by Philip Bump
Edward Snowden was not the first high-profile person to reveal secrets about the National Security Agency’s surveillance operations after September 11th. He was the third. The first two — Thomas Drake and Mark Klein — have now come forward to express support for Snowden’s revelations. Part of their motivation, it seems safe to assume, is to ensure that this time, something actually changes.
Among the Snowden leaks was confirmation of what Klein described. One of the PRISM-related slides notes the “collection of communications on fiber cables … as data flows past.” That’s exactly what Room 641A — and, presumably, the equivalent rooms in other facilities — was built to do.
“I don’t expect this to happen, [but] Congress should give Edward Snowden retroactive immunity for standing and defending the Constitution. He’s done a service for the entire country. What’s revealed politically is that both parties are in on this.” – Mark Klein
Thomas Drake’s story and background are very different. Drake served in a high position with the NSA, eventually leaking non-classified details of the agency’s wasteful spending practices to a reporter from the Baltimore Sun. After pleading guilty to a computer-related charge, he spent a year on probation.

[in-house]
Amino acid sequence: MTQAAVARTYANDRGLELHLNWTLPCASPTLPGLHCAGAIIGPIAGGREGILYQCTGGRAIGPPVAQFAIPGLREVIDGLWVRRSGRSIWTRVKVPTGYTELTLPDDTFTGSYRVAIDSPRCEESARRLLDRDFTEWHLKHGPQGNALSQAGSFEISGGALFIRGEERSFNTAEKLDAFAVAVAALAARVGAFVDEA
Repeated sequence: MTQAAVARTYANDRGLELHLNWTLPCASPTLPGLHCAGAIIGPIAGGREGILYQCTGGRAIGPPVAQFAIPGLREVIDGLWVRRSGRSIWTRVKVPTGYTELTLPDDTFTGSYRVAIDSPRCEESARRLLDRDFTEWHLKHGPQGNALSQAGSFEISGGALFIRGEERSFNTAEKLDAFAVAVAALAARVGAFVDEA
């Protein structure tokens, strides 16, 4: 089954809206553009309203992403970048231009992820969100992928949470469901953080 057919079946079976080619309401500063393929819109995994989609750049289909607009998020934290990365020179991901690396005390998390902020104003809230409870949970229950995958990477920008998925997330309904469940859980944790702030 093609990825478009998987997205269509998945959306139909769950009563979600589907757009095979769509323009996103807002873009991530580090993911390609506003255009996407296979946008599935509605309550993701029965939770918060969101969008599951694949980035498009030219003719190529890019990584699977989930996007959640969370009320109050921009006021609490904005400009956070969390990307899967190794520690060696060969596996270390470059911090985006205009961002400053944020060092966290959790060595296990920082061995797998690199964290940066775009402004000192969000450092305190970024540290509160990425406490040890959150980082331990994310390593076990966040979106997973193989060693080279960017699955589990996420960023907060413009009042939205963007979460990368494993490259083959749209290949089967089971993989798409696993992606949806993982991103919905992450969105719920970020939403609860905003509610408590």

Snowden, Drake writes, has revealed only “the tip of the iceberg.” Warning that Snowden will pay a “high price,” for his actions, he nonetheless understands why it was taken. “I didn’t want to be part of the dark blanket that covers the world,” Drake writes, “and Edward Snowden didn’t either.”
- Snowden spying revelations vindicate ten years of NSA whistleblowing (vancouverobserver.com)
- Former NSA Whistleblower Sheds Light on the Science of Surveillance [Q&A] (scientificamerican.com)
By JENNIFER BAIN
Last Updated: 6:18 PM, June 17, 2013
Police Commissioner Ray Kelly launched a stinging rebuke to the federal government’s secret phone and Internet monitoring campaign — and suggested leaker Edward Snowden was right about privacy “abuse.”
“I don’t think it ever should have been made secret,” Kelly said today, breaking ranks with US law-enforcement officials.
“I think the American public can accept the fact if you tell them that every time you pick up the phone it’s going to be recorded and it goes to be recorded and it goes to the government,” Kelly said. “I think the public can understand that. I see no reason why that program was placed in the secret category.”